Living Waters

Hymns Vol. 2   —   View Song   —  

Play the devotional:
LISTEN WITH SONG
LISTEN WITHOUT SONG

I couldn’t talk. My lips and my tongue were tight and unresponsive. The words coming from weakened voice were slurred as I desperately tried to get out a cry for help. It had barely been two or three minutes since everything below my waist had gone numb while I was driving. Now my fingers were tingling and clinching into my hands involuntarily. I had pulled off the road but couldn’t even type out a text message. My only hope was to wave down the car behind me. I got their attention and hesitantly the driver approached my window and realized something was very wrong. All I could do was lay back in my seat and pray. 

 

About an hour earlier I had run out of water in my backpack. It was a brutally hot day even at high altitude and I wasn’t drinking enough to begin with. My legs were not used to the pace I was trying to push them to move, and my whole body was feeling the toll as I pressed up the sloping paths. Despite the fact that I was alone with no one to answer, as I sucked the last moisture from hydration tube on the descent, I blurted out words of lament as though I had an audience. I knew it was bad. I just didn’t know how bad. By the time I reached the last half-mile stretch before the trailhead my head was spinning. My legs felt like putty and the sun was beating down relentlessly. My exhausted body dropped into the front seat of my car and I grabbed a water bottle that had a couple ounces of water now the temperature of a warm bath. It wasn’t enough. I started down the mountain, but it was a mere three or four turns before the whole scene unfolded. 

 

The altitude, the heat, the intense exertion – it was a perfect recipe for rapid dehydration. I laid in the back of the ambulance with an IV delivering fluids directly into my arm and I could feel everything returning to normal. It was all because of water. My entire body started shutting down and I was incapacitated simply because I didn’t have water. 

 

God designed our existence in such a way that a healthy adult can easily go weeks without eating anything and survive. It will be extremely uncomfortable, of course, but your life would not be at risk. Yet if just two days passed without any water, the strongest warrior would be on the brink of death. It is no accident, then, that this language of living waters appears so frequently in God’s word. My experience made quite graphic what we in the West often take for granted with the many faucets running into our homes: water is life. And we are meant to understand that there is a thirst in our inner man that is just as vital, just as necessary, as the water our bodies require.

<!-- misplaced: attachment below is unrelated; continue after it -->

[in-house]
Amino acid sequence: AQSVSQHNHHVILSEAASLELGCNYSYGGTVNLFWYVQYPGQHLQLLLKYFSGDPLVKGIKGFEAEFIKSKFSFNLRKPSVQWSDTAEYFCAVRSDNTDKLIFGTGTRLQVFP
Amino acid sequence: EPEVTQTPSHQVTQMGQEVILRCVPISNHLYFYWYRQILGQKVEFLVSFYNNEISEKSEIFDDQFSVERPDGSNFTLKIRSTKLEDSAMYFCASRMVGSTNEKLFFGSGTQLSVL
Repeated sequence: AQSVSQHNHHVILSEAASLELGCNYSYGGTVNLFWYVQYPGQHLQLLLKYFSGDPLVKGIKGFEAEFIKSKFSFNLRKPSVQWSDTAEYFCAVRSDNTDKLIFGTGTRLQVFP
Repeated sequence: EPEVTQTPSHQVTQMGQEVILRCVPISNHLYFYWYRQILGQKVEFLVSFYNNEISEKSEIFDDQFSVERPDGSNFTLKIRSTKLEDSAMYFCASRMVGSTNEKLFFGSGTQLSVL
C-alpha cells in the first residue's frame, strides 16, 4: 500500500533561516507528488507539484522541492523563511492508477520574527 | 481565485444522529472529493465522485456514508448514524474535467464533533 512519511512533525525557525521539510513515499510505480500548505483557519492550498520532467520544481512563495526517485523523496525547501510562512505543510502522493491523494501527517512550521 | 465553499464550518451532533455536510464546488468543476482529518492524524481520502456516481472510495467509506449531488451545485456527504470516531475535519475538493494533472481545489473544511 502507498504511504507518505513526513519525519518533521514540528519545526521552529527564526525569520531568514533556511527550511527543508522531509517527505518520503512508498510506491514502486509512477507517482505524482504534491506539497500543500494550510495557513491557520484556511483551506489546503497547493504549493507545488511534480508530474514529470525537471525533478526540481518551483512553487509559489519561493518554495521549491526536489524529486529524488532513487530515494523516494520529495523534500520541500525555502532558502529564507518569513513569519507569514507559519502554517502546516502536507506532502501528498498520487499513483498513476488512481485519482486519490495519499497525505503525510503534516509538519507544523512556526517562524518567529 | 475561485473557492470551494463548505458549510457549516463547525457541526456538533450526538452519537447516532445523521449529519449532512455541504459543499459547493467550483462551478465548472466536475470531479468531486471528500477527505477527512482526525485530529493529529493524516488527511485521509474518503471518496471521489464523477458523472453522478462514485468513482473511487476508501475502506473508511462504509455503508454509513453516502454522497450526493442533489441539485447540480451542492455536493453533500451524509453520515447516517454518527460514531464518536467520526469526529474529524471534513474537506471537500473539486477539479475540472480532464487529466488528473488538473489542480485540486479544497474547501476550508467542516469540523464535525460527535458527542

As the deer pants for the water brooks, so my soul pants for You, O God. My soul thirsts for God, for the living God; When shall I come and appear before God? Psalm 42:1-2

 

Surely there is a river that will make glad the city of our God (Psalms 46:4). There is no metaphor or allegory in play here. It is a real river that is talked about with astonishing frequency in the scriptures, and the water is just as literal as the leaves of the tree of life that we will eat from in the age to come (Psalms 36:8, Ezekiel 47:1-12, Joel 3:18, Zechariah 14:8; cf. Revelation 2:7, 22:1-2). It is also true that there is another kind of drinking that was must partake of as we wait for that glorious Day – the quenching of our soul’s thirst. 

 

In one of the most remarkable self-descriptions in the entire Bible, God calls Himself “the fountain of living waters”. Hear the words from the prophet Jeremiah: 

 

“Has a nation changed gods when they were not gods? But My people have changed their glory for that which does not profit. “Be appalled, O heavens, at this, and shudder, be very desolate,” declares the Lord. “For My people have committed two evils: They have forsaken Me, the fountain of living waters, to hew for themselves cisterns, broken cisterns that can hold no water. Jeremiah 2:11-13 (cf.Jer. 17:13)

 

When Jesus stood up on the last day of the feast of tabernacles and echoed these very words, it was because He was the Lord of glory who had taken on flesh to try to cure humanity of this appalling insanity which we commit day after day (John 7:37-39). My lack of judgment on the mountain pales in comparison with the foolishness of my soul when I try to slake its thirst by drinking from what the world has to offer. Our hearts languish from spiritual dehydration, and we turn the broken cisterns of this present evil age for a bit of relief. Entertainment, social media, shopping, recreation, and food all leave us wanting still, unable to actually wet our parched souls. 

 

My hope is that I, like you and all men everywhere, can find myself at the well of Sychar alongside the Samaritan woman (see John 4:7-14). If we only knew the gift of God! I am just trying to fill my bucket in the heat of the day, and then Jesus comes in His mercy and offers me the prospect of something so much greater. We are thirsty, we are empty, and our Maker invites us to come and freely drink from a fountain that never run dry (Isaiah 55:1, Revelation 22:17). Let us glorify Him today by asking Him for the living waters!